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Gary North, Mojmír Hampl on fatal volatility of cryptocurrencies

...and my thermodynamic metaphors...

Mojmír Hampl is one of the 7 members of the Czech National Bank's board – which determines the main interest rates in Czechia etc. He was the key hawk-turn-dove in 2013 whose vote decided about the interventions against the previously strengthening crown and the alleged deflation threat. And he's arguably the most outspoken pundit among the seven. I've had a lunch with him some years ago.

Parallel Polis, a Bitcoin café in Prague

Days ago, he published his opinion about the Bitcoin:

Don't be afraid of bitcoin
It was published on the Czech National Bank's website – and elsewhere. Others in the board probably agree with him. By the "fear", Hampl means that the cryptocurrencies don't really represent any "competitor" to the fiat currencies. In particular, the Czech crown – the currency only used by 0.15% of the people on Earth – is used in a 6 times larger volume of transactions than the Bitcoin – almost 50% of the cryptocurrencies' capitalization over $100 billion and a global mania.

The key reason why the cryptocurrencies aren't really competitive with the fiat currencies is that they lack what is perhaps the most important defining virtue of any currency: its predictable value relatively to the things that people will need to buy for them, the reason why they accept and hold the currencies in the first place. I wrote these things many times.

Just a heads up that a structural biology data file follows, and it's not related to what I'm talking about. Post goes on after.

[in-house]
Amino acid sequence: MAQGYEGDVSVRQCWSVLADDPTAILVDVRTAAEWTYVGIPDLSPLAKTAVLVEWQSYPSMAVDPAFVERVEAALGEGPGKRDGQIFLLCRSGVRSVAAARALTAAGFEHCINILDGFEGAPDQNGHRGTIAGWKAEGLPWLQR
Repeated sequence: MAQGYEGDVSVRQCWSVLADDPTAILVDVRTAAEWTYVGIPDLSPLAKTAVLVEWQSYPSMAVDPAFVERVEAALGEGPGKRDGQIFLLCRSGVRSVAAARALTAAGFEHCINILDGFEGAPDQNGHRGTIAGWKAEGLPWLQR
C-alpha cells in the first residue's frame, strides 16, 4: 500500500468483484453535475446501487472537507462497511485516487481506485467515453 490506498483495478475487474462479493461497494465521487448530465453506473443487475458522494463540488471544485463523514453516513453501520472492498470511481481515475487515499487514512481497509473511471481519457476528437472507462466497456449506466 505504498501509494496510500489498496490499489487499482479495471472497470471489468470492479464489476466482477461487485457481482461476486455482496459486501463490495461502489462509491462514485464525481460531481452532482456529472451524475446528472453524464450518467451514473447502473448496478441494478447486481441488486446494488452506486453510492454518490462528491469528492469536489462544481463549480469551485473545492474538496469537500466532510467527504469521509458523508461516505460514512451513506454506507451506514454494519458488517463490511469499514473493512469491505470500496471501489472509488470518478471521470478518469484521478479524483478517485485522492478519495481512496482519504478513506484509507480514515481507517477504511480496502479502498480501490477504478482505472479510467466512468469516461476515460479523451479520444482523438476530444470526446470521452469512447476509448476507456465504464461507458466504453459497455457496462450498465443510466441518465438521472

Hampl says that the price stability is also the main task of the central banks like his. In particular, when he asks the people what's the "money supply" in Czechia, people usually don't have a clue but they more or less know what the latest inflation rate is. That's because the latter is much more important for the usability of the currency than the former!

The physics analogy – and it's more than an analogy – that I always use are intensive and extensive quantities in thermodynamics; and the grand canonical and microcanonical ensemble in statistical physics.

The money supply is analogous to the "total energy carried by vibrations in a liter of water"; the inflation rate is analogous to the temperature of the water or the rate of its increase. Well, the temperature is much more important to know when you deal with the water – e.g. when you want to drink it or touch it. The total energy may be a small or big number in some units you have no idea about. It doesn't affect you. It is proportional to the volume of the water in the pot but you don't care about it too much because you will only touch the surface of the water, anyway.

A funny thing about the temperature and the inflation rate is that "everyone who is in thermal equilibrium or cooperating with the rest of the economy" is using the same value. The thermalization takes place – it brings all the players to the same temperature. The inflation rate is "shared" pretty much by definition – it's defined by a shared definition – but its being universal also has some reason. People plan the future value of the money which will be determined by some random counterparties in the market. And those will be pretty much the same people for everybody, namely statistically random people.

The microcanonical ensemble is one that tries to keep extensive quantities like the total energy of the water in the pot constant and well-defined; the grand canonical keeps the intensive quantities, such as the temperature and chemical potential, fixed. The latter are analogous to the inflation rate and the central banks keep these universal, shared, intensive quantities fixed. They often adjust the money supply or perform asset purchases in order to achieve that – exactly because the predictable value of the money, like the predictable temperature in the future, is what is needed to live there.